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Industry Exclusive: How The Muny Snagged JEROME ROBBINS' BROADWAY For Their Centennial Season

Industry Exclusive: How The Muny Snagged JEROME ROBBINS' BROADWAY For Their Centennial Season

Programming a season for a major regional theatre can be a massive undertaking, to put it mildly. Funding, casting, public interest, and license availability are just some of the multitude of challenges and considerations that must be acknowledged - so its no surprise that programming The Muny's 100th season would be an exceptionally large challenge.

Artistic director Mike Isaacson has been at The Muny for seven years, but knew early on that he'd have to think big when it came to the St. Louis institution's centennial celebrations.

"Once I was a season or two in, I figured I was staying, and could see the 100th looming," he said, "and what that would mean to the institution and the community."

Early planning included many spreadsheets, with interns outlining all types of possibilities for the landmark theater season.

"Every time where I got to a point where there was a unifying idea, like the top seven composers or the top selling shows, it felt thinner than what we are."

Ultimately, Isaacson's programming for The Muny's 100th season would include THE WIZ, SINGIN' IN THE RAIN, JERSEY BOYS, ANNIE, GYPSY, MEET ME IN ST. LOUIS, and for the first time since its original stage production... Jerome Robbins' BROADWAY.

"If you're going to characterize it - it's a very populist season. I honor and respect that," Isaacson said. "This has always been a theatre of its people. With the 1,500 free seats a night and the incredible tradition of people going here, there is this energy and vibrancy that is very open and welcoming. This is a season that no matter who you are in St. Louis, if you look at this - there's something here for you."


Isaacson wanted the 100th season to reflect Broadway's "Golden Age," he notes. "But when you looked at that period, when you looked at my seasons here, I had done all the classics. When I was looking at other potential shows from that era - it was all sort of the less than classic ones. Still reputable, but not that iconic."

Regional theatres have to take their audience into consideration - with most devoted audience members catching all of the shows year after year, repeating a show too soon could be problematic.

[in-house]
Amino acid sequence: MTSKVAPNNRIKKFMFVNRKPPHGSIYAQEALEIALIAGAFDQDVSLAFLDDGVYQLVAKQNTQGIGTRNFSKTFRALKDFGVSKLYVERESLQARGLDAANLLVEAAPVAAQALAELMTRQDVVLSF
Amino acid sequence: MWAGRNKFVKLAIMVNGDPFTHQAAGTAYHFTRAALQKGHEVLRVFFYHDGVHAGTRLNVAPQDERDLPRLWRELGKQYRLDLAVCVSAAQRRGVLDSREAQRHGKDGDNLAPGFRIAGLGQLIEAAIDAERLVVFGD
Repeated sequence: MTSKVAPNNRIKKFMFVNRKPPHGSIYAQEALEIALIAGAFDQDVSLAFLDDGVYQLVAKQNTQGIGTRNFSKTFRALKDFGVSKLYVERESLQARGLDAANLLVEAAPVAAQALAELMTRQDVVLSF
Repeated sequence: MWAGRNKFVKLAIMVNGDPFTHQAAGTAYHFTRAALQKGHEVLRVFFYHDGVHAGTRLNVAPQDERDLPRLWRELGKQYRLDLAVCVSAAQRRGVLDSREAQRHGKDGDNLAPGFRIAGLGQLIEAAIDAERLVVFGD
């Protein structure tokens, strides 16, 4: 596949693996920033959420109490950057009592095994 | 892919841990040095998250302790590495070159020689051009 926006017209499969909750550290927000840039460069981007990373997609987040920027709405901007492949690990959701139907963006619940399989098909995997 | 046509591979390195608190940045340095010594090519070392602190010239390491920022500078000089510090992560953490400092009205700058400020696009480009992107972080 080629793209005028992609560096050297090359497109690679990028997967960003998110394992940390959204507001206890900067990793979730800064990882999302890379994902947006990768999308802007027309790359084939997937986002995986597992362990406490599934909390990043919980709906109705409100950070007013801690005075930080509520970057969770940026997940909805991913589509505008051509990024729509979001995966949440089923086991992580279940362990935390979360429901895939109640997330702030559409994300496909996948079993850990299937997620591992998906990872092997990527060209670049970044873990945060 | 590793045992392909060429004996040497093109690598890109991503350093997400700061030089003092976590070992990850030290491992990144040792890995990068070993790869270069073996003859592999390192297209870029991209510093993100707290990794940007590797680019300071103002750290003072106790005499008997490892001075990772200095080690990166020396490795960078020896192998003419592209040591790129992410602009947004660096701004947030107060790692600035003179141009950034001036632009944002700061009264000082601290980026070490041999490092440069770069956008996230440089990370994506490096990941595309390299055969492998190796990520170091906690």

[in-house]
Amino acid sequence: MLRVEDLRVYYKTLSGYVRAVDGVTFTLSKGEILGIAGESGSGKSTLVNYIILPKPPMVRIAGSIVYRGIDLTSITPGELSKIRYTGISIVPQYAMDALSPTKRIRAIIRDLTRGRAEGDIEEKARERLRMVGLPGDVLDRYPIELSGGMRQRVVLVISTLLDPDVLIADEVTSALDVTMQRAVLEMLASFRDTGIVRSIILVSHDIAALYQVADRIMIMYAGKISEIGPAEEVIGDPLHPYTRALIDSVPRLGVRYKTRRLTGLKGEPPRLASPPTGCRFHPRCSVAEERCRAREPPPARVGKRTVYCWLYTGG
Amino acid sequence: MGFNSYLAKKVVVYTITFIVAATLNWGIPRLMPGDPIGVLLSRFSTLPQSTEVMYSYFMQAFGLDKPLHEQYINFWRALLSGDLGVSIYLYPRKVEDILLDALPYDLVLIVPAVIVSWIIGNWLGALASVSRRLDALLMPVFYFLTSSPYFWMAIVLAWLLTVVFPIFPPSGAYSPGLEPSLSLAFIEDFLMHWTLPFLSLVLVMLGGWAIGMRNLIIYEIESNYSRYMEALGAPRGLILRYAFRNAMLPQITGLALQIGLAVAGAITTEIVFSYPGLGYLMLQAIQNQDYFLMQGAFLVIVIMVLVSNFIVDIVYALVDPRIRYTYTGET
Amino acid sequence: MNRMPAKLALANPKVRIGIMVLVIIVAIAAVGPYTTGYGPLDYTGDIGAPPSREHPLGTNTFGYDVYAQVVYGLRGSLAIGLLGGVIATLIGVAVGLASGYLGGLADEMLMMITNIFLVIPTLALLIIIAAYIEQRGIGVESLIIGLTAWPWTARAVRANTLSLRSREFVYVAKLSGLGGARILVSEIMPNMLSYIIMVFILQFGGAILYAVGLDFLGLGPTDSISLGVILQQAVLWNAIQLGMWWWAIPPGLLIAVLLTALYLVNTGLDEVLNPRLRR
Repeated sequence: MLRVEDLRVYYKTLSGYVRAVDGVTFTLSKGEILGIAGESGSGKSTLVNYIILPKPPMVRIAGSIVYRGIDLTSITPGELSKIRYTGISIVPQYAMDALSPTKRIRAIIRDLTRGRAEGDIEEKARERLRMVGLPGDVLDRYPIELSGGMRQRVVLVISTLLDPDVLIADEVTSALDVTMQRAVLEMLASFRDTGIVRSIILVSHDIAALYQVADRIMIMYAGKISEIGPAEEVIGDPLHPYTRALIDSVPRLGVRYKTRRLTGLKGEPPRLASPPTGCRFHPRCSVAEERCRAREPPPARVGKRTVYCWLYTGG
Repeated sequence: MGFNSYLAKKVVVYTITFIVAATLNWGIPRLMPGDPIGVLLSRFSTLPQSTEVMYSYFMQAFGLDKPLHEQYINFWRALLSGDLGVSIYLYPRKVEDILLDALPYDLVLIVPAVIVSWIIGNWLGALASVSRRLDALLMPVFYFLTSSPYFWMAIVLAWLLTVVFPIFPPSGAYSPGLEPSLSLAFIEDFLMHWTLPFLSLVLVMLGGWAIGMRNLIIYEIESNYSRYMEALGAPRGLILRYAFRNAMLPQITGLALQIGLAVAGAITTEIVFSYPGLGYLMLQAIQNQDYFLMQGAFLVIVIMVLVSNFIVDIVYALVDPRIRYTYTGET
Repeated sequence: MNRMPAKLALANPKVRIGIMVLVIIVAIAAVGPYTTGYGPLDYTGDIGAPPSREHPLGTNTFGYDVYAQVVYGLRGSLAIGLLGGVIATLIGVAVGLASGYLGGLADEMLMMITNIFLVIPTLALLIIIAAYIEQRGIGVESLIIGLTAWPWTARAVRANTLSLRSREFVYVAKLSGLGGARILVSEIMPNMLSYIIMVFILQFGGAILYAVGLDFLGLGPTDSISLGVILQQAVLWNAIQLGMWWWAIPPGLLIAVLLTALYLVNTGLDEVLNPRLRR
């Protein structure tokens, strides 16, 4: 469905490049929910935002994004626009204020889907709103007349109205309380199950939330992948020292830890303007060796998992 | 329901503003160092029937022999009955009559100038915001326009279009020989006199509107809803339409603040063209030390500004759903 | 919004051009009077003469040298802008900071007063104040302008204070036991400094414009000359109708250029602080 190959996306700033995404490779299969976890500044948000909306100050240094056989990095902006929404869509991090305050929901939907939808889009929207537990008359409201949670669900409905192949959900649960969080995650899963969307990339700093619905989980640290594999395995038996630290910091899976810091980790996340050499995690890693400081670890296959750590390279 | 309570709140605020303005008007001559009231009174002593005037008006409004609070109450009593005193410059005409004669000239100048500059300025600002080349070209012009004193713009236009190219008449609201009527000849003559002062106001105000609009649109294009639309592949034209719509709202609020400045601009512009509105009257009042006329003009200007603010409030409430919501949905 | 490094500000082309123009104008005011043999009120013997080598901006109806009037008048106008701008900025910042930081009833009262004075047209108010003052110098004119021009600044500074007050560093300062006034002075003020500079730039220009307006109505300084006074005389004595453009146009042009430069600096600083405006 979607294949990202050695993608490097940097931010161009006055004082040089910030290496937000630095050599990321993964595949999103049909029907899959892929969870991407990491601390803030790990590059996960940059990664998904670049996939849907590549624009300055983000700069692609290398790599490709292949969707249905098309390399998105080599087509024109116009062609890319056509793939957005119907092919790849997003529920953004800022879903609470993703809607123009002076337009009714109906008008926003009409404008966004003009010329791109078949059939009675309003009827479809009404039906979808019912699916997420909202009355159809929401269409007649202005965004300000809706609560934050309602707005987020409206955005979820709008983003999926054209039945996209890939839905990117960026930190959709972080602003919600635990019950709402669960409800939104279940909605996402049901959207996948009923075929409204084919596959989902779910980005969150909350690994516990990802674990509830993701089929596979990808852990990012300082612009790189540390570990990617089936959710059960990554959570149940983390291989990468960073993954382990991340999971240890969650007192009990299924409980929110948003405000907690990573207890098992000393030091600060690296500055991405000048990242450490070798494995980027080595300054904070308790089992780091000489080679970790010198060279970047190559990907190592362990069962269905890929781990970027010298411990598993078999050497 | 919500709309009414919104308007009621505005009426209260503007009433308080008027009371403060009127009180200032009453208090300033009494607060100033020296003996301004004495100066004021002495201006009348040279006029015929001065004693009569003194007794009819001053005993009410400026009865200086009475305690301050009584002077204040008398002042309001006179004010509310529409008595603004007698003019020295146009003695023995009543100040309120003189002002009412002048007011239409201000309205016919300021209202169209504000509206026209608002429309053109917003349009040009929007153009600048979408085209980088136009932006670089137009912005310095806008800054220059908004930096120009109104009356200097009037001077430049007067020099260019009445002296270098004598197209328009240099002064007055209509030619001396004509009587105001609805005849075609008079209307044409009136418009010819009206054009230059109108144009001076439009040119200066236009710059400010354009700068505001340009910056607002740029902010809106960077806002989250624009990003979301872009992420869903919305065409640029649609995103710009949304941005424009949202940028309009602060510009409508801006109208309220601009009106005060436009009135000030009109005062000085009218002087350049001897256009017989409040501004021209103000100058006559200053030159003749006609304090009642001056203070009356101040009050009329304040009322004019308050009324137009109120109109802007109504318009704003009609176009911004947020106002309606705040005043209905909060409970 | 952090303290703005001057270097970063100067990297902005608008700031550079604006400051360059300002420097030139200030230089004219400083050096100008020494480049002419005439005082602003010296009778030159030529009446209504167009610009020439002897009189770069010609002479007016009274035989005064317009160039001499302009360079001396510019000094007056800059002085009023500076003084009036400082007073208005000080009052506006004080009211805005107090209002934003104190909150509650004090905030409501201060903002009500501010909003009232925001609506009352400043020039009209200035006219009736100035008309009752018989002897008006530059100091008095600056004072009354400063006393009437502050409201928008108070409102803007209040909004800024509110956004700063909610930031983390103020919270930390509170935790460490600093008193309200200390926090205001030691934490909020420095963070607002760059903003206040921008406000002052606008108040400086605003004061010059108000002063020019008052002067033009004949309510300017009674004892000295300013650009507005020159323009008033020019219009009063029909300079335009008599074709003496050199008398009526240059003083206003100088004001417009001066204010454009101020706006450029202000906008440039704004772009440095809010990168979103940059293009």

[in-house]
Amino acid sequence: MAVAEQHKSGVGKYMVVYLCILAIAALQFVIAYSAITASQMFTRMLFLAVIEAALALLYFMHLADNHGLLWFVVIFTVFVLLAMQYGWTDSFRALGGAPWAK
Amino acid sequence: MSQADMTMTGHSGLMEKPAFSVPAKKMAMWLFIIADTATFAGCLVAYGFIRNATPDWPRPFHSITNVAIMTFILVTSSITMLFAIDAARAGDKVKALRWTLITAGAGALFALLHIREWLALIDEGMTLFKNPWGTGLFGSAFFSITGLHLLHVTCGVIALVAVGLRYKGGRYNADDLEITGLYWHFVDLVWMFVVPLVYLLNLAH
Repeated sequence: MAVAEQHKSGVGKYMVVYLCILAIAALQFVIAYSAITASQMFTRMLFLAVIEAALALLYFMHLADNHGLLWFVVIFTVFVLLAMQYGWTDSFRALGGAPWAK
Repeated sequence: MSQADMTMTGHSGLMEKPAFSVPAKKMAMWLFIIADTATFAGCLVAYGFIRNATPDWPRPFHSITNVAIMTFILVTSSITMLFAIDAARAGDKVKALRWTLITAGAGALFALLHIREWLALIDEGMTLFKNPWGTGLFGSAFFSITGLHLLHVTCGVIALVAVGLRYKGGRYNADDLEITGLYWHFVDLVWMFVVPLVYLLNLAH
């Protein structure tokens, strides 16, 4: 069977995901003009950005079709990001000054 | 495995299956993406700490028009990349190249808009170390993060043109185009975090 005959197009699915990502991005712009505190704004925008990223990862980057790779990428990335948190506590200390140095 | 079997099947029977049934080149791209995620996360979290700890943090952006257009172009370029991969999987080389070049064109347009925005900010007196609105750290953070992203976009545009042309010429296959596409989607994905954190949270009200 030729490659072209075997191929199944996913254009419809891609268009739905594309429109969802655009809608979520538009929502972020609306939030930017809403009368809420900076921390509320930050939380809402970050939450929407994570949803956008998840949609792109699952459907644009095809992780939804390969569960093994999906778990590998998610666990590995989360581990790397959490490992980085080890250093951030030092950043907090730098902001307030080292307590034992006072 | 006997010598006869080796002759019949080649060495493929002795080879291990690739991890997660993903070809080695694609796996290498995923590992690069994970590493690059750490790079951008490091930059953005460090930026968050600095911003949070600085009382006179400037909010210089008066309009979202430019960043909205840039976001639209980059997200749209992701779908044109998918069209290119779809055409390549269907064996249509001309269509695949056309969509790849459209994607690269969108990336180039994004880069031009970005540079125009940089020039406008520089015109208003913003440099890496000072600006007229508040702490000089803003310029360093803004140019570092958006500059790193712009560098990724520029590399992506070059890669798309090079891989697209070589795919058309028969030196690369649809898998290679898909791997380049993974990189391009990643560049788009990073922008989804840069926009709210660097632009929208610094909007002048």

"It really was frustrating because I didn't want to repeat," he said. "I wanted the audience on a new adventure. It was really getting me down. I just kept looking at lists and thinking about possibilities, and at one point - ok I'll just swallow my pride and repeat West Side Story. But that felt too soon to me (five years.)

"I don't know why my mind went to this place and I just realized: don't do one classic, do them all. Do Jerome Robbins' BROADWAY. I went and found the CD and realized not only would this be crazy and ambitious, but it allows us to have all of those people: Bernstein, Rodgers and Hammerstein, Comden and Green, Sondheim, they're all in there."

Of note, The Muny's centennial season coincides with The Jerome Robbins Foundation's celebrations of 100 years of Jerome Robbins.

Planning for The Muny's 100th season had been long underway by Fall 2016, when Isaacson first broached the idea of including Jerome Robbins' BROADWAY.

"So, I began trying to figure out would it be possible, and then if it would be possible, how is it possible?"

After a successful meeting with the Jerome Robbins Foundation, Isaacson set to work figuring out the logistics and legalities of performing the work, which has never been available for licensing and hasn't been seen since the 10-city national tour of the Broadway production.